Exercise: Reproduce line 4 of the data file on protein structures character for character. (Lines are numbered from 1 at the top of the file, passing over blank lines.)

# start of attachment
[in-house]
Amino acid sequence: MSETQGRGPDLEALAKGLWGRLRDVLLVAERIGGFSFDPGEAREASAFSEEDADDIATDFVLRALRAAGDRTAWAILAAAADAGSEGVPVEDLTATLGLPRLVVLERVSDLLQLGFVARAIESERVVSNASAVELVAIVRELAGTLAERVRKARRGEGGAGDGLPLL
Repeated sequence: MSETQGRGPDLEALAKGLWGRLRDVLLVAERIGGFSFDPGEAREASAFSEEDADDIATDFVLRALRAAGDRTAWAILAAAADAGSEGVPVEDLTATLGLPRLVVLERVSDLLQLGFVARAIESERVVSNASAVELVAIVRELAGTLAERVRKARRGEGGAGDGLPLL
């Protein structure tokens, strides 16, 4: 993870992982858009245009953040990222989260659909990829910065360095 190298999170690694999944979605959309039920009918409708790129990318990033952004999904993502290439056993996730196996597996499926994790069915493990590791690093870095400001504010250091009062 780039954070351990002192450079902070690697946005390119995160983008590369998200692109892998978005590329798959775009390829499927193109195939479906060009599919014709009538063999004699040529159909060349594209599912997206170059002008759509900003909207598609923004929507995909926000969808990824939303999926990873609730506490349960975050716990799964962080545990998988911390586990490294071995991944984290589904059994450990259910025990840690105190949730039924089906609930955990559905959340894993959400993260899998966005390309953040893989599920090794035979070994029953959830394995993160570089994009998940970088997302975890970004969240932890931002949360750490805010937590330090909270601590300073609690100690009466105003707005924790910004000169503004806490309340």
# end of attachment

């Protein structure tokens, strides 16, 4: 993870992982858009245009953040990222989260659909990829910065360095 190298999170690694999944979605959309039920009918409708790129990318990033952004999904993502290439056993996730196996597996499926994790069915493990590791690093870095400001504010250091009062 780039954070351990002192450079902070690697946005390119995160983008590369998200692109892998978005590329798959775009390829499927193109195939479906060009599919014709009538063999004699040529159909060349594209599912997206170059002008759509900003909207598609923004929507995909926000969808990824939303999926990873609730506490349960975050716990799964962080545990998988911390586990490294071995991944984290589904059994450990259910025990840690105190949730039924089906609930955990559905959340894993959400993260899998966005390309953040893989599920090794035979070994029953959830394995993160570089994009998940970088997302975890970004969240932890931002949360750490805010937590330090909270601590300073609690100690009466105003707005924790910004000169503004806490309340």